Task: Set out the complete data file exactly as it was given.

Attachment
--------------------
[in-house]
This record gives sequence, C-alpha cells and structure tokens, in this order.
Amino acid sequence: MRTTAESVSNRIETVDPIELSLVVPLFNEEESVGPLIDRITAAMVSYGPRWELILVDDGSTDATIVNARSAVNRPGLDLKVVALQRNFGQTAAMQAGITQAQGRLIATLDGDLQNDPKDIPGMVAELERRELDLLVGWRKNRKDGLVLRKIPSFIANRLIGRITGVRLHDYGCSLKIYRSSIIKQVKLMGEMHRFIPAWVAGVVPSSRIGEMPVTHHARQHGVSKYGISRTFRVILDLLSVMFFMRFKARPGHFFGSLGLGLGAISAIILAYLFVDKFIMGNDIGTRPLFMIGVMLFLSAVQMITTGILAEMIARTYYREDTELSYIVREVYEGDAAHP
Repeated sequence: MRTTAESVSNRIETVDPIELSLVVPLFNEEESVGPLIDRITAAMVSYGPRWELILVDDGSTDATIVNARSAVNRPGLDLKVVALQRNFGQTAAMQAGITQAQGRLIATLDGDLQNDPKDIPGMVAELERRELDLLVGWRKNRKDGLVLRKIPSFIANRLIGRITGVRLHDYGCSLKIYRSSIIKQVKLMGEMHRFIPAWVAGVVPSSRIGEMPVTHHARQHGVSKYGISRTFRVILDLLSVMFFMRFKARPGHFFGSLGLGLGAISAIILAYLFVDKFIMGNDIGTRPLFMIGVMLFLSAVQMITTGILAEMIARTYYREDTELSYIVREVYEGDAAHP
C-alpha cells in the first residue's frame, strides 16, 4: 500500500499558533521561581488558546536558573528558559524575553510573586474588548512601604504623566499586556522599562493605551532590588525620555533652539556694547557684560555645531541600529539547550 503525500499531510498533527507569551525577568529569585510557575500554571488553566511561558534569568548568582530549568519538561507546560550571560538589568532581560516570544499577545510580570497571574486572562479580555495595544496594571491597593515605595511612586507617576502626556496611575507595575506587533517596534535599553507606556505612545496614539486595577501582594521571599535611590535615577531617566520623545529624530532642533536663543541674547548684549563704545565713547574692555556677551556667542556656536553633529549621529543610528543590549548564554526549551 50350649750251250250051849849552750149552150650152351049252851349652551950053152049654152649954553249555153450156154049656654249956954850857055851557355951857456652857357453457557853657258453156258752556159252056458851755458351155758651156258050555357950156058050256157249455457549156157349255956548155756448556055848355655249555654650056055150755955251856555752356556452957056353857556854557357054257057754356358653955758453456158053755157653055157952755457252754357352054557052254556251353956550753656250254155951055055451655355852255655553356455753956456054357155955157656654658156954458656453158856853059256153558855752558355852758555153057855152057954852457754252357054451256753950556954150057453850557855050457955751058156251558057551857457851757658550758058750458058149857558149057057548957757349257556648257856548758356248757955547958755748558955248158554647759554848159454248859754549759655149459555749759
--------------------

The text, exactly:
[in-house]
This record gives sequence, C-alpha cells and structure tokens, in this order.
Amino acid sequence: MRTTAESVSNRIETVDPIELSLVVPLFNEEESVGPLIDRITAAMVSYGPRWELILVDDGSTDATIVNARSAVNRPGLDLKVVALQRNFGQTAAMQAGITQAQGRLIATLDGDLQNDPKDIPGMVAELERRELDLLVGWRKNRKDGLVLRKIPSFIANRLIGRITGVRLHDYGCSLKIYRSSIIKQVKLMGEMHRFIPAWVAGVVPSSRIGEMPVTHHARQHGVSKYGISRTFRVILDLLSVMFFMRFKARPGHFFGSLGLGLGAISAIILAYLFVDKFIMGNDIGTRPLFMIGVMLFLSAVQMITTGILAEMIARTYYREDTELSYIVREVYEGDAAHP
Repeated sequence: MRTTAESVSNRIETVDPIELSLVVPLFNEEESVGPLIDRITAAMVSYGPRWELILVDDGSTDATIVNARSAVNRPGLDLKVVALQRNFGQTAAMQAGITQAQGRLIATLDGDLQNDPKDIPGMVAELERRELDLLVGWRKNRKDGLVLRKIPSFIANRLIGRITGVRLHDYGCSLKIYRSSIIKQVKLMGEMHRFIPAWVAGVVPSSRIGEMPVTHHARQHGVSKYGISRTFRVILDLLSVMFFMRFKARPGHFFGSLGLGLGAISAIILAYLFVDKFIMGNDIGTRPLFMIGVMLFLSAVQMITTGILAEMIARTYYREDTELSYIVREVYEGDAAHP
C-alpha cells in the first residue's frame, strides 16, 4: 500500500499558533521561581488558546536558573528558559524575553510573586474588548512601604504623566499586556522599562493605551532590588525620555533652539556694547557684560555645531541600529539547550 503525500499531510498533527507569551525577568529569585510557575500554571488553566511561558534569568548568582530549568519538561507546560550571560538589568532581560516570544499577545510580570497571574486572562479580555495595544496594571491597593515605595511612586507617576502626556496611575507595575506587533517596534535599553507606556505612545496614539486595577501582594521571599535611590535615577531617566520623545529624530532642533536663543541674547548684549563704545565713547574692555556677551556667542556656536553633529549621529543610528543590549548564554526549551 50350649750251250250051849849552750149552150650152351049252851349652551950053152049654152649954553249555153450156154049656654249956954850857055851557355951857456652857357453457557853657258453156258752556159252056458851755458351155758651156258050555357950156058050256157249455457549156157349255956548155756448556055848355655249555654650056055150755955251856555752356556452957056353857556854557357054257057754356358653955758453456158053755157653055157952755457252754357352054557052254556251353956550753656250254155951055055451655355852255655553356455753956456054357155955157656654658156954458656453158856853059256153558855752558355852758555153057855152057954852457754252357054451256753950556954150057453850557855050457955751058156251558057551857457851757658550758058750458058149857558149057057548957757349257556648257856548758356248757955547958755748558955248158554647759554848159454248859754549759655149459555749759